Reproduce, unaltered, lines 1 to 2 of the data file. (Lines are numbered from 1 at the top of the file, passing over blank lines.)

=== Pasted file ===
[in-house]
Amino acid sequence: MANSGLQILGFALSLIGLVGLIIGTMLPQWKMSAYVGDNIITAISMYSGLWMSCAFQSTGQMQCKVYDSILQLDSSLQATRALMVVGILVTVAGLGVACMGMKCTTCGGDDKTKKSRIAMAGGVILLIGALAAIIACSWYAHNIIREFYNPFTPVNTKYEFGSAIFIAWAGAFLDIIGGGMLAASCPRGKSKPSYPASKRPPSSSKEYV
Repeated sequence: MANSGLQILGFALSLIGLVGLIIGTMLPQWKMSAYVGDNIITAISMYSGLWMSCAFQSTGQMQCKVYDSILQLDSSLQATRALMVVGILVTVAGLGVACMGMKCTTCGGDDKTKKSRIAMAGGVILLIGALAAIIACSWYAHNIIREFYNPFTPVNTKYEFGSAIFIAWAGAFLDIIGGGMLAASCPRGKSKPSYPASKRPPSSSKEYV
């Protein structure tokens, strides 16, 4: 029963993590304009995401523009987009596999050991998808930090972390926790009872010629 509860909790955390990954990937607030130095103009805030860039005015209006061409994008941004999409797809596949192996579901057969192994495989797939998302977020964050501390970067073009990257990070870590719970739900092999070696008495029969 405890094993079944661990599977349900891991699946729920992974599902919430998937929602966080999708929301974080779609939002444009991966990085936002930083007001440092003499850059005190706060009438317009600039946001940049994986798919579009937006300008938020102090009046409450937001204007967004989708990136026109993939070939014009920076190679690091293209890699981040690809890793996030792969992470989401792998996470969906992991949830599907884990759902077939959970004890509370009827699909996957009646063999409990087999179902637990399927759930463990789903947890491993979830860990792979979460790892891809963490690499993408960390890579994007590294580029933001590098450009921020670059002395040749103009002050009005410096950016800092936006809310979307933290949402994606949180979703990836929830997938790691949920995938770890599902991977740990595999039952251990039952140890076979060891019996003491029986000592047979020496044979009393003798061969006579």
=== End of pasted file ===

[in-house]
Amino acid sequence: MANSGLQILGFALSLIGLVGLIIGTMLPQWKMSAYVGDNIITAISMYSGLWMSCAFQSTGQMQCKVYDSILQLDSSLQATRALMVVGILVTVAGLGVACMGMKCTTCGGDDKTKKSRIAMAGGVILLIGALAAIIACSWYAHNIIREFYNPFTPVNTKYEFGSAIFIAWAGAFLDIIGGGMLAASCPRGKSKPSYPASKRPPSSSKEYV